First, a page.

Several hundred protesters blocked the road, halting traffic outside the entrance to the Ministry near St James’s Park in London. Chants of “No legal aid! No justice!” and “Stop the raid on legal aid” accompanied placards declaring “Save Justice Defend Legal Aid” and “Justice for all, not just the rich”. Earlier in the day, a one minute silence was observed outside courts throughout the country at 9.59 am.

The Demonstration to Save Justice, organised by Wilson Solicitors LLP, was addressed by barristers, campaigners and MPs on loudhailers, who can’t have failed to get their message across to the Ministers inside.

Dinah Rose QC was amongst those who rallied the crowd. Rubbishing the view that lawyers are motivated by self-interest as one “born of ignorance”, she said that junior legal aid barristers “earn much less than nurses, less than teachers and much much less than GPs”. The cuts would have no impact on her income, Rose said, having never done criminal legal aid work. “I am here,” she said, “because the proposals appal me, because of what they will do about access to justice for the most vulnerable and about the quality of justice which our system provides.” Introducing a “system of local monopolies immunised from consumer choice and the pressure of competition” in such a short time frame “fails the most basic test of administration,” she remonstrated.

Legal aid “was not an avocado”, Michael Fordham QC told the crowd, holding the fruit aloft. “They think it is soft and you can cut it whenever you want and keep on cutting it because no one really needs it, until they get to the stone and then chuck it away.”

But legal aid, Fordham said, is the “beating heart of the rule of law”. “What could matter more,” he asked, “than that those who are disadvantaged and those who are marginalised have effective protection?” “And if the state is up against you,” he warned, “they will have the lawyers they choose, every time.”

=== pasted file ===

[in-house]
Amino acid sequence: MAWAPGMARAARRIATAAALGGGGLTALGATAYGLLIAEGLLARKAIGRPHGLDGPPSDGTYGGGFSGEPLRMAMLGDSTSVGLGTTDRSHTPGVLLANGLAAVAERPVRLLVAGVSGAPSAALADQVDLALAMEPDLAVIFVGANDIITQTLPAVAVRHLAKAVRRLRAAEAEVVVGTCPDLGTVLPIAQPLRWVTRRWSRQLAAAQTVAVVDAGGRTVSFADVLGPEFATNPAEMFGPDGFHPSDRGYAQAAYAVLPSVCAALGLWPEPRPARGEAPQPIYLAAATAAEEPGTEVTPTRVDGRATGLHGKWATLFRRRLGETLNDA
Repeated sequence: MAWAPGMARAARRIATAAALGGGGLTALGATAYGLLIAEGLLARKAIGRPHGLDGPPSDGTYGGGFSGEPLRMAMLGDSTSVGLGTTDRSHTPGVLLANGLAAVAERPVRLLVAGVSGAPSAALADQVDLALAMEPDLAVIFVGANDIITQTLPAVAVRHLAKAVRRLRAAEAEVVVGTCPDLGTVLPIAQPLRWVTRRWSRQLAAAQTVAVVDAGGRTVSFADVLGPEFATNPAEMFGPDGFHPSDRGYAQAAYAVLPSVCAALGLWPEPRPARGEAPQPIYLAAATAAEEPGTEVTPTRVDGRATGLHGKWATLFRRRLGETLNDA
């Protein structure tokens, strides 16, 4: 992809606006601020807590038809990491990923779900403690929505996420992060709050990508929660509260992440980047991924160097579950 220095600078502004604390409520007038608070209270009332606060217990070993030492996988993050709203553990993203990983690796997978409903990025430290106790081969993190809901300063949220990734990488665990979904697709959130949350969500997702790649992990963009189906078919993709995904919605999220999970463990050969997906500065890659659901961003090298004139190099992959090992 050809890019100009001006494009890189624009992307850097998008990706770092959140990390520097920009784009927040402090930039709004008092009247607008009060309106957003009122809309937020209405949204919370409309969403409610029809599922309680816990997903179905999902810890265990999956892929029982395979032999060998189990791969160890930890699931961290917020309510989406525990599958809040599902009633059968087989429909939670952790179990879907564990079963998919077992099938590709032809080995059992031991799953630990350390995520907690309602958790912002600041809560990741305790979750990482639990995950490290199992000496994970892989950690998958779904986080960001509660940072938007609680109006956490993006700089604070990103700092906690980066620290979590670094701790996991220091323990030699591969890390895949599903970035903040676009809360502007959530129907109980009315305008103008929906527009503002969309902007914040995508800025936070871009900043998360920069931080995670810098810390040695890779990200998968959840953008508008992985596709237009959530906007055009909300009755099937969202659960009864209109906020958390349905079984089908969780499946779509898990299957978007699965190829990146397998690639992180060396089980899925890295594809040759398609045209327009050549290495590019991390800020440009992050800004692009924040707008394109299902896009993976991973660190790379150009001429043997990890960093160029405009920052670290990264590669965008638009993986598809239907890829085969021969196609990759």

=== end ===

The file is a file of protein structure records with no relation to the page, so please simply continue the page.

Geoffrey Robertson QC, who likened the guinea earned by barristers in the age of the “dock brief” – £15 in today’s money – to the fee currently received by barristers on the 40th day of a category D case, said that the Ministry was “destroying professionalism” and warned “never should barristers have a final incentive to betray their clients”. He suspected a “hidden agenda” that would enable the Government to “behave illegally without being called to account”, by targeting their cuts on the poorest and most disadvantaged, and limiting access to judicial review.

The “acid test of a civilisation,” he said, was “the way they treat their vulnerable members”. Instead of these “wretched proposals”, Robertson suggested that those over the income threshold should pay a contribution toward their legal costs. The Ministry, he said, should target its cuts on the QCs to whom the Government is paying “exhorbitant fees” to “protect their ministers”, referencing the three QCs instructed by Home Secretary Theresa May in the Abu Qatada deportation case.

The Ministry of Justice declined to comment on the rally.